To be frank, no project that uses the GPL post-GPL2 will ever be the ‘boring’ variant. Not because it can’t, but because you need to convince lawyers that it’s boring.

                                        And GCC has done little to create a situation where it might be. clang/LLVM breaks the compiler in two, with a frontend and a backend that can evolve independently. Can you even do that with gcc? And I mean, in a practical sense. I know that the frontend and backend of gcc can technically be decoupled, but technically != plausibly.

                                        1. 9

                                          What does a compiler’s choice of license have to do with its approach to undefined behaviour? Maybe just being dense, but I don’t understand what point you’re making here.

                                          1. 5

                                            Your information is outdated. You can use GCC backend without GCC frontend, and it is an option supported by upstream. Since GCC 5. See https://gcc.gnu.org/wiki/JIT.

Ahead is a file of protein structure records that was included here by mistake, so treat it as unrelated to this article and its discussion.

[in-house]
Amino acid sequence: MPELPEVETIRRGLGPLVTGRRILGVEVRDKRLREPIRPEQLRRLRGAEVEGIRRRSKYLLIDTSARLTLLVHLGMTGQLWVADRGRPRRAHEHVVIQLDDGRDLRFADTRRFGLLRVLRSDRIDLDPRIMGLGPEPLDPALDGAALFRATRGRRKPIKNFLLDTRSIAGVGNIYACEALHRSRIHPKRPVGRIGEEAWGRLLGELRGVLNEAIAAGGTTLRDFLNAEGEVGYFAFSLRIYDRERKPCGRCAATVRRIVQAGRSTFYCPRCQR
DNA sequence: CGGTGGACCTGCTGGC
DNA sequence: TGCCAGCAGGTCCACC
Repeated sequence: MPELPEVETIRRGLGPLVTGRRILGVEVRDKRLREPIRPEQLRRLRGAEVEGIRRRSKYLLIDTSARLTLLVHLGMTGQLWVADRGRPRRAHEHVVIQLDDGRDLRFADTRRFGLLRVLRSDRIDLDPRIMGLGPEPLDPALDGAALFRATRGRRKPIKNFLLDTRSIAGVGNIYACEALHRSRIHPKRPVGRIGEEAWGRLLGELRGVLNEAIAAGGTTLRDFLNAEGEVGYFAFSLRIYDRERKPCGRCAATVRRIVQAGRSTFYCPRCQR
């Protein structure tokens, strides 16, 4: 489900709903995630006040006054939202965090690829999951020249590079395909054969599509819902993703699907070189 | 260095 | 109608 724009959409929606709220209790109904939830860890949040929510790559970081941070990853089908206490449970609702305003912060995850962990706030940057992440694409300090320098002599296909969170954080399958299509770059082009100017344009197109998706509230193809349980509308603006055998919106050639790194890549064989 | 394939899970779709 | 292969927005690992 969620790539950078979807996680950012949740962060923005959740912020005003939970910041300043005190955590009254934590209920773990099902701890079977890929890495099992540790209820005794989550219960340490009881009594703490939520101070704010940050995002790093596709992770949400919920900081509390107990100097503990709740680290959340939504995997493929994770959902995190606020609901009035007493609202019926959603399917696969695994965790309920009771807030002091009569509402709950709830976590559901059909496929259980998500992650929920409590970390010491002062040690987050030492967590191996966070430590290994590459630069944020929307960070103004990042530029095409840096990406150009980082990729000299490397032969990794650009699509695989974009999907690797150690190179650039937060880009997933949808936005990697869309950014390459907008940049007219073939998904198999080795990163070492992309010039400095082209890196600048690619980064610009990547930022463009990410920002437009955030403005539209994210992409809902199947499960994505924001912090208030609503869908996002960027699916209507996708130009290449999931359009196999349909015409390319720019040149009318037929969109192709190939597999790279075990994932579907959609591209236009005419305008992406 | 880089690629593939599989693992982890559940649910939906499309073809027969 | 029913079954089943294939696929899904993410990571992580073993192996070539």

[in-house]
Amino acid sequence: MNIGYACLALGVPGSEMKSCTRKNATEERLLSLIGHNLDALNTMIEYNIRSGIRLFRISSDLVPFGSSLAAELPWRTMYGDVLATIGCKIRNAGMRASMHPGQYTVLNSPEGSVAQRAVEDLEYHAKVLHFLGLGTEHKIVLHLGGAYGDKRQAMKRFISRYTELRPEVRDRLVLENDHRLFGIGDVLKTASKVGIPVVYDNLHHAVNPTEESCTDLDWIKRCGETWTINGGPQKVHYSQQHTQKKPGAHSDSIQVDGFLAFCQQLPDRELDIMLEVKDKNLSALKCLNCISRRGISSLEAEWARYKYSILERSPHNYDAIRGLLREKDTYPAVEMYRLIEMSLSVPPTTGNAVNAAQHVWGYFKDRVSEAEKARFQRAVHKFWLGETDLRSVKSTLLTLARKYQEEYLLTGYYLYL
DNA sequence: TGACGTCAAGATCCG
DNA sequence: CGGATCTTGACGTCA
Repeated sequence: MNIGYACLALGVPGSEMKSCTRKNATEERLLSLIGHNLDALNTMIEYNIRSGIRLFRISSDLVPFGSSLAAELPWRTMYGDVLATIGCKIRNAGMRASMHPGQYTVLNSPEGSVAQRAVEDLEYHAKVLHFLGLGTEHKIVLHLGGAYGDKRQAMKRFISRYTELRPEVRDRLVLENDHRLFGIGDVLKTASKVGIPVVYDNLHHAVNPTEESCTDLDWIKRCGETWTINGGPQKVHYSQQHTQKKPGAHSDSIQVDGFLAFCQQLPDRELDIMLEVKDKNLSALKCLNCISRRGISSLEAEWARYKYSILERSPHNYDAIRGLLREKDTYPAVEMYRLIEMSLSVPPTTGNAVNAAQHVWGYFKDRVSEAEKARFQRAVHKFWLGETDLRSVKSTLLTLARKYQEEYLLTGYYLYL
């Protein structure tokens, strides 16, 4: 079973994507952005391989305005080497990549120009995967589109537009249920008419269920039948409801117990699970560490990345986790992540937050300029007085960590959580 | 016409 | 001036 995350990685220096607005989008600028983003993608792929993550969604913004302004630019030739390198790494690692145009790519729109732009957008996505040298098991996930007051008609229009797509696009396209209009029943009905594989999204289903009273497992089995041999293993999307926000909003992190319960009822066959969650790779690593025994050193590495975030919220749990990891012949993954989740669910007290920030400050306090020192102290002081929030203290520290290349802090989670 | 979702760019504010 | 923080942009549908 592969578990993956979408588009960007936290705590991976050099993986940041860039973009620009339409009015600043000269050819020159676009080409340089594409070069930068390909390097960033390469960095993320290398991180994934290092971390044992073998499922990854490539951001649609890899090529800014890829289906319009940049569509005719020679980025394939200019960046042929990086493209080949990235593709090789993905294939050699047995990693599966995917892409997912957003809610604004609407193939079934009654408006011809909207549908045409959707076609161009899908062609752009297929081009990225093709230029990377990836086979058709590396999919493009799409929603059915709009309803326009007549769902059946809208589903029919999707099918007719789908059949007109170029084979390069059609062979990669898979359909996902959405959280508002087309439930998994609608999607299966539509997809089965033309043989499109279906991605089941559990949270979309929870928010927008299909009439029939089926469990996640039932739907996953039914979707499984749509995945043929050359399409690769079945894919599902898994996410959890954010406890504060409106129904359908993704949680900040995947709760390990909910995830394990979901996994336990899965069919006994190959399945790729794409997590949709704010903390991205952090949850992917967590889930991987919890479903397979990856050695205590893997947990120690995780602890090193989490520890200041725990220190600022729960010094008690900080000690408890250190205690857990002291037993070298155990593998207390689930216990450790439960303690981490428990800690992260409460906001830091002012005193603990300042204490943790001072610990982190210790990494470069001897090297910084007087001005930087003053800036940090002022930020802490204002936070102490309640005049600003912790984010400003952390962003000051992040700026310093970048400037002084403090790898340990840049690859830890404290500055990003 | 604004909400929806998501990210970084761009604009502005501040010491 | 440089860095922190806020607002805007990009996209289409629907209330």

1. 4

                                              Since the compiler’s license has no effect on the license of your code, nor does GPL3 change anything much vs GPL2 (in reality, I understand there is a lot of spin to the contrary), this seems like an axe to grind more than a contribution

                                              1. 3

                                                We couldn’t use gcc post-GPL3 when I was at Amazon (or recent versions of emacs for that matter). Do GOOG/MSFT/FB treat gcc differently?

                                                1. 4

                                                  Are you saying that Amazon engineers are not allowed to use Emacs as a text editor?

                                                  1. 1